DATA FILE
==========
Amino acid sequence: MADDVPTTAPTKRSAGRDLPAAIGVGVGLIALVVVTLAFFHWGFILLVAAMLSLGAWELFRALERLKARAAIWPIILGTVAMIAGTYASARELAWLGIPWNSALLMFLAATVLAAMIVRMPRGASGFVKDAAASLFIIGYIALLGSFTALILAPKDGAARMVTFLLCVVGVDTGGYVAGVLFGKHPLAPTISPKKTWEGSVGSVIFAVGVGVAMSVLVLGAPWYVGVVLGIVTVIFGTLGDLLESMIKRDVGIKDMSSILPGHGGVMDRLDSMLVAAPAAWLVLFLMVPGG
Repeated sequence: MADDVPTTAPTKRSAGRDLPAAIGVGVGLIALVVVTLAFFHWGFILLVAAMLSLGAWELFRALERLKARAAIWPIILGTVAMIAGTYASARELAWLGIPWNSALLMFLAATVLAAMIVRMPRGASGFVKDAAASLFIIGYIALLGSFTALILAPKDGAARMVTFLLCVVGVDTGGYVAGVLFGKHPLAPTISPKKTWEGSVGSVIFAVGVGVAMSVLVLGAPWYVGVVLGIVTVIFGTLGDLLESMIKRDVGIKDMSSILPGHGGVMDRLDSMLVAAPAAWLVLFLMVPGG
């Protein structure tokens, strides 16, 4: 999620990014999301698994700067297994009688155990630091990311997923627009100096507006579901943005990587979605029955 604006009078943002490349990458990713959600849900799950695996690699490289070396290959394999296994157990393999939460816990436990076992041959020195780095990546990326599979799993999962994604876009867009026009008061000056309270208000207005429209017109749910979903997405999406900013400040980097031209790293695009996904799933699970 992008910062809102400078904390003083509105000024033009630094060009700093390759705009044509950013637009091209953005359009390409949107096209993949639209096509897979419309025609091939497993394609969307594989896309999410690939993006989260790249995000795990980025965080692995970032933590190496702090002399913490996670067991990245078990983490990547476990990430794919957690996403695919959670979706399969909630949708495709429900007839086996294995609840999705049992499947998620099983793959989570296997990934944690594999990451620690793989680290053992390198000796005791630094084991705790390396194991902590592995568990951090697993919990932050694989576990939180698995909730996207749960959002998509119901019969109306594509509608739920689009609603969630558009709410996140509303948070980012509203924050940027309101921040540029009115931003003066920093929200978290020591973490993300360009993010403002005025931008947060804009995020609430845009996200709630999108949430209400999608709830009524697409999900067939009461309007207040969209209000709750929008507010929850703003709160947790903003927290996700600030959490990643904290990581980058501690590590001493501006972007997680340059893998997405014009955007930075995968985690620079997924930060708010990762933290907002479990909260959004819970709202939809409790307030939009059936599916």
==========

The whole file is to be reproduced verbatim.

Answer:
Amino acid sequence: MADDVPTTAPTKRSAGRDLPAAIGVGVGLIALVVVTLAFFHWGFILLVAAMLSLGAWELFRALERLKARAAIWPIILGTVAMIAGTYASARELAWLGIPWNSALLMFLAATVLAAMIVRMPRGASGFVKDAAASLFIIGYIALLGSFTALILAPKDGAARMVTFLLCVVGVDTGGYVAGVLFGKHPLAPTISPKKTWEGSVGSVIFAVGVGVAMSVLVLGAPWYVGVVLGIVTVIFGTLGDLLESMIKRDVGIKDMSSILPGHGGVMDRLDSMLVAAPAAWLVLFLMVPGG
Repeated sequence: MADDVPTTAPTKRSAGRDLPAAIGVGVGLIALVVVTLAFFHWGFILLVAAMLSLGAWELFRALERLKARAAIWPIILGTVAMIAGTYASARELAWLGIPWNSALLMFLAATVLAAMIVRMPRGASGFVKDAAASLFIIGYIALLGSFTALILAPKDGAARMVTFLLCVVGVDTGGYVAGVLFGKHPLAPTISPKKTWEGSVGSVIFAVGVGVAMSVLVLGAPWYVGVVLGIVTVIFGTLGDLLESMIKRDVGIKDMSSILPGHGGVMDRLDSMLVAAPAAWLVLFLMVPGG
């Protein structure tokens, strides 16, 4: 999620990014999301698994700067297994009688155990630091990311997923627009100096507006579901943005990587979605029955 604006009078943002490349990458990713959600849900799950695996690699490289070396290959394999296994157990393999939460816990436990076992041959020195780095990546990326599979799993999962994604876009867009026009008061000056309270208000207005429209017109749910979903997405999406900013400040980097031209790293695009996904799933699970 992008910062809102400078904390003083509105000024033009630094060009700093390759705009044509950013637009091209953005359009390409949107096209993949639209096509897979419309025609091939497993394609969307594989896309999410690939993006989260790249995000795990980025965080692995970032933590190496702090002399913490996670067991990245078990983490990547476990990430794919957690996403695919959670979706399969909630949708495709429900007839086996294995609840999705049992499947998620099983793959989570296997990934944690594999990451620690793989680290053992390198000796005791630094084991705790390396194991902590592995568990951090697993919990932050694989576990939180698995909730996207749960959002998509119901019969109306594509509608739920689009609603969630558009709410996140509303948070980012509203924050940027309101921040540029009115931003003066920093929200978290020591973490993300360009993010403002005025931008947060804009995020609430845009996200709630999108949430209400999608709830009524697409999900067939009461309007207040969209209000709750929008507010929850703003709160947790903003927290996700600030959490990643904290990581980058501690590590001493501006972007997680340059893998997405014009955007930075995968985690620079997924930060708010990762933290907002479990909260959004819970709202939809409790307030939009059936599916």